Article

The Efficacy of Intravenous Paracetamol Versus Tramadol for Postoperative Analgesia after Elective Surgery

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Abstract

Background: Pain is an unpleasant sensory or emotional experience usually occurs due to potential tissue damage associated with surgical trauma. Opioids and Non steroidal antiinflammatory drugs are commonly used to alleviate pain but both have their own limitations in clinical use. Objectives: This prospective randomized clinical trial was undertaken to evaluate the efficacy and quality of recovery with intravenous paracetamol versus tramadol for post operative analgesia after elective surgery. Material and Methods: 40 ASA I&II patients of age group 15-40 years scheduled for elective surgery under general anaesthesia were enrolled in the study. After premedication, patients were randomized into two groups. Following induction of general anaesthesia patients of group 1 [n=20] received 15mg/kg of IV paracetamol and group 2 [n=20] received 1.0 mg/kg of IV tramadol over 15 minutes. During measurements, modified hanallah pain observation scores, Aldret scores [readiness for discharge], Sedation scores and Time to first rescue analgesia were recorded every 5 minutes during the first 30 minutes, then every 10 minutes for the remaining 30 minutes of the PACUs stay and upto first 2 hours in the ward. Statistical Analysis was done using SPSS Software Ver. 17. Results: Results reveals there is statistically significant difference in mean postoperative observational pain score, aldret score and time to first rescue analgesia though the mean post operative nausea&vomiting incidence and sedation score between two groups are statistically non significant. Conclusion: Clinically intravenous paracetamol offers better analgesic benefits to the patients than that of tramadol and due to early recovery characterstics in paracetamol group, patients are discharged early in case of paracetamol group and thus are economically effective in day care surgeries.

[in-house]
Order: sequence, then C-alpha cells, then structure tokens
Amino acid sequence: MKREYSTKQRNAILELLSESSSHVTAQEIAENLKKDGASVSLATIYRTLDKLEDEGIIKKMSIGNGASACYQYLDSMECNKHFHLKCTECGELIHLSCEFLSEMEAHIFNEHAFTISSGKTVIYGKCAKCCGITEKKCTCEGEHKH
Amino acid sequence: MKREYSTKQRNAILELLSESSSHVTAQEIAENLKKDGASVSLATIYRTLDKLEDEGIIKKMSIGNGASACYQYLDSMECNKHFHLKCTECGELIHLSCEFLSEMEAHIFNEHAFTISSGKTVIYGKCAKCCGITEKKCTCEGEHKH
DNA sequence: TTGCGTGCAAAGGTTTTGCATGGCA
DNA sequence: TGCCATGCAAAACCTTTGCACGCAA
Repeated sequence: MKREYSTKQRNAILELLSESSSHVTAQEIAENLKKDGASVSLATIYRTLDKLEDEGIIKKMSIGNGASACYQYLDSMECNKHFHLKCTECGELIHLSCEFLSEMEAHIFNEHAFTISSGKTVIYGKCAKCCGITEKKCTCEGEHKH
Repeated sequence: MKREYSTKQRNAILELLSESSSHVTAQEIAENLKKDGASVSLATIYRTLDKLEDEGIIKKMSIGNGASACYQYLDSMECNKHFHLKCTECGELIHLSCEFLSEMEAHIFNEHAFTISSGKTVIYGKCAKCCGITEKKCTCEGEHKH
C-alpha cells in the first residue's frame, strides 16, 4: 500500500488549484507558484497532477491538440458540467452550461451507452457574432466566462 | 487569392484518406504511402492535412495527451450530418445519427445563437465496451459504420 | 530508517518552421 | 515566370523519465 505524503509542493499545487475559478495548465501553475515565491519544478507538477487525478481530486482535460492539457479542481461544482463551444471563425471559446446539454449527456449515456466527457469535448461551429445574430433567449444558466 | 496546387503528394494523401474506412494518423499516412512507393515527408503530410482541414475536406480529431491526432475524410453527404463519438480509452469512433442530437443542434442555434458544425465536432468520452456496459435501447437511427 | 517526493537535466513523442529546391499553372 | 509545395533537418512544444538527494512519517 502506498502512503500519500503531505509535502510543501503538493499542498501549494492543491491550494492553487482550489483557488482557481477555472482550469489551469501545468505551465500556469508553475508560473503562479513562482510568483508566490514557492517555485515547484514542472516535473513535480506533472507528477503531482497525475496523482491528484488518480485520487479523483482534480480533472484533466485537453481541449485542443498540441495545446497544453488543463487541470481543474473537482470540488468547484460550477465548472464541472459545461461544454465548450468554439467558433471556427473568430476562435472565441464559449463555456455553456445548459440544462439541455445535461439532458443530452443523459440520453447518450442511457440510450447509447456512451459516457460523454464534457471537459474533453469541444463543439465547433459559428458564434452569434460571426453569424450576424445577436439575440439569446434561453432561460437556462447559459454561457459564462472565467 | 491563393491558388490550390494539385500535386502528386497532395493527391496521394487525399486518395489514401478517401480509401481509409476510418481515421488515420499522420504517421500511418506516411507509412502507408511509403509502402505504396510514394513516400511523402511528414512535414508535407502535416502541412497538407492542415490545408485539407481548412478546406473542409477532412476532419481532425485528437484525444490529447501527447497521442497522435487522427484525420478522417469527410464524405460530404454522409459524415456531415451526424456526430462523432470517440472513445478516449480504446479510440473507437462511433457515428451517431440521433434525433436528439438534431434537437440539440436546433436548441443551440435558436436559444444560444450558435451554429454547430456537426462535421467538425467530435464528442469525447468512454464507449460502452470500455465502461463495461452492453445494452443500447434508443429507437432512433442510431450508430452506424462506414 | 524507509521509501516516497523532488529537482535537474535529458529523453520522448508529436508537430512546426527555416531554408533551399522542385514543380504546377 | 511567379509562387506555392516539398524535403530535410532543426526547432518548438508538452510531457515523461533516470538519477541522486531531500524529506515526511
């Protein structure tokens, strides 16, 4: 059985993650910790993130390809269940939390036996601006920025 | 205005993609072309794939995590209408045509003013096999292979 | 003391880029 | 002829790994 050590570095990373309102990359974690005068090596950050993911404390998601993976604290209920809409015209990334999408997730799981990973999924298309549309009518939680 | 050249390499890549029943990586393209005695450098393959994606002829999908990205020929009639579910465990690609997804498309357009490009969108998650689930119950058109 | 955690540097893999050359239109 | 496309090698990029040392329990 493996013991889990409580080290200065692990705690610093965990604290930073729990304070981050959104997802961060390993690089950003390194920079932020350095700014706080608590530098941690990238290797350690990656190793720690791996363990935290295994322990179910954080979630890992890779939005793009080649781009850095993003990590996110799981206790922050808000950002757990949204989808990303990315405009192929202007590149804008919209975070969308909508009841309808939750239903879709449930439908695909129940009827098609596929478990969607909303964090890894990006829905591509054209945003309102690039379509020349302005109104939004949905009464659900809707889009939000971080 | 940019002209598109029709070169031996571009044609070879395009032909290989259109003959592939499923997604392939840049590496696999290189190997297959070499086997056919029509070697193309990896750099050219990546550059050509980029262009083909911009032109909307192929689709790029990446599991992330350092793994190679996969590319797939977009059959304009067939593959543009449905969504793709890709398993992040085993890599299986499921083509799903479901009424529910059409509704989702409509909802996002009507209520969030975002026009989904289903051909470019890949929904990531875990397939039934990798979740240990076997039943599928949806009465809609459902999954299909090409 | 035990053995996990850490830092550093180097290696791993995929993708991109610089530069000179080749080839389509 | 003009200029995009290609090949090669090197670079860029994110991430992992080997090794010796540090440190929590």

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Article
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We studied the analgesic efficacy of tramadol 2 mg kg–1 for post‐operative analgesia after day‐case adenoidectomy in children aged 1–3 yr. Eighty children were allocated randomly to receive tramadol 2 mg kg–1 i.v. or placebo immediately after induction of anaesthesia. Anaesthesia was induced with alfentanil 10 µg kg–1 and propofol 4 mg kg–1 followed by mivacurium 0.2 mg kg–1 for tracheal intubation. Anaesthesia was continued with sevoflurane in nitrous oxide and oxygen. All children were given ibuprofen rectally at approximately 10 mg kg–1 before the start of surgery. Post‐operative pain and recovery assessments were performed by a nurse blinded to the analgesic treatment using the Aldrete recovery score, the pain/discomfort scale and measurement of recovery times. Rescue medication (pethidine in increments of 5 mg i.v.) was administered according to the pain scores. A post‐operative questionnaire was used to evaluate the need for analgesia at home up to 24 h after operation. Rescue analgesic at home was rectal or oral ibuprofen 125 mg. Children in the tramadol group required fewer pethidine doses than those in the placebo group (P=0.014). Forty‐five per cent of children receiving tramadol did not require post‐operative analgesia at all compared with 15% of children receiving placebo (P=0.003). Recovery times and the incidence of adverse effects were similar in the two groups in the recovery room and at home. The requirement for rectal ibuprofen at home did not differ between groups. Br J Anaesth 2001; 86: 572–5